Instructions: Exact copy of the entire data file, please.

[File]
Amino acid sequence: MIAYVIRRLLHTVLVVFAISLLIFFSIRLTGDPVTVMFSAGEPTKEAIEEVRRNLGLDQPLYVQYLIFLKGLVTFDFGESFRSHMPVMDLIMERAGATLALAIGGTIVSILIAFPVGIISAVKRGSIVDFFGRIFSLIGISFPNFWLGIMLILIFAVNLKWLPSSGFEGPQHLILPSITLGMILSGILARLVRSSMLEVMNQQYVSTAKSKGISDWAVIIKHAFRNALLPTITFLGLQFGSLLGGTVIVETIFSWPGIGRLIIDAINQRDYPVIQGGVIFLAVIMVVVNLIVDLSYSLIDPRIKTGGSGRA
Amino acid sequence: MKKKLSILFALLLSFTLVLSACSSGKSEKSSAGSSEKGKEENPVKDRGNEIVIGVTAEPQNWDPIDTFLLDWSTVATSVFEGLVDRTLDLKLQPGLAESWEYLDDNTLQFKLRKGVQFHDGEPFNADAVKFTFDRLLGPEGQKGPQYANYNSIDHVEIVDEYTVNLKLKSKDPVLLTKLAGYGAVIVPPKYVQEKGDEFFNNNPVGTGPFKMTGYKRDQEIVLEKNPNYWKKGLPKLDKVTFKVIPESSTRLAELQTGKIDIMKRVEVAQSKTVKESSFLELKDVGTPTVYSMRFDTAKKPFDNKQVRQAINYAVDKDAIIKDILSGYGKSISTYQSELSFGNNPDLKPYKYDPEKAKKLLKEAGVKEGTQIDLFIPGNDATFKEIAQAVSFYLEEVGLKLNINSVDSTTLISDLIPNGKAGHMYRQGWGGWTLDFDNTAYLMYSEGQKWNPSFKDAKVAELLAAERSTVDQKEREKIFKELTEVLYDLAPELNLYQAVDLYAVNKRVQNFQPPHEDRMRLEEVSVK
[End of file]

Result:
Amino acid sequence: MIAYVIRRLLHTVLVVFAISLLIFFSIRLTGDPVTVMFSAGEPTKEAIEEVRRNLGLDQPLYVQYLIFLKGLVTFDFGESFRSHMPVMDLIMERAGATLALAIGGTIVSILIAFPVGIISAVKRGSIVDFFGRIFSLIGISFPNFWLGIMLILIFAVNLKWLPSSGFEGPQHLILPSITLGMILSGILARLVRSSMLEVMNQQYVSTAKSKGISDWAVIIKHAFRNALLPTITFLGLQFGSLLGGTVIVETIFSWPGIGRLIIDAINQRDYPVIQGGVIFLAVIMVVVNLIVDLSYSLIDPRIKTGGSGRA
Amino acid sequence: MKKKLSILFALLLSFTLVLSACSSGKSEKSSAGSSEKGKEENPVKDRGNEIVIGVTAEPQNWDPIDTFLLDWSTVATSVFEGLVDRTLDLKLQPGLAESWEYLDDNTLQFKLRKGVQFHDGEPFNADAVKFTFDRLLGPEGQKGPQYANYNSIDHVEIVDEYTVNLKLKSKDPVLLTKLAGYGAVIVPPKYVQEKGDEFFNNNPVGTGPFKMTGYKRDQEIVLEKNPNYWKKGLPKLDKVTFKVIPESSTRLAELQTGKIDIMKRVEVAQSKTVKESSFLELKDVGTPTVYSMRFDTAKKPFDNKQVRQAINYAVDKDAIIKDILSGYGKSISTYQSELSFGNNPDLKPYKYDPEKAKKLLKEAGVKEGTQIDLFIPGNDATFKEIAQAVSFYLEEVGLKLNINSVDSTTLISDLIPNGKAGHMYRQGWGGWTLDFDNTAYLMYSEGQKWNPSFKDAKVAELLAAERSTVDQKEREKIFKELTEVLYDLAPELNLYQAVDLYAVNKRVQNFQPPHEDRMRLEEVSVK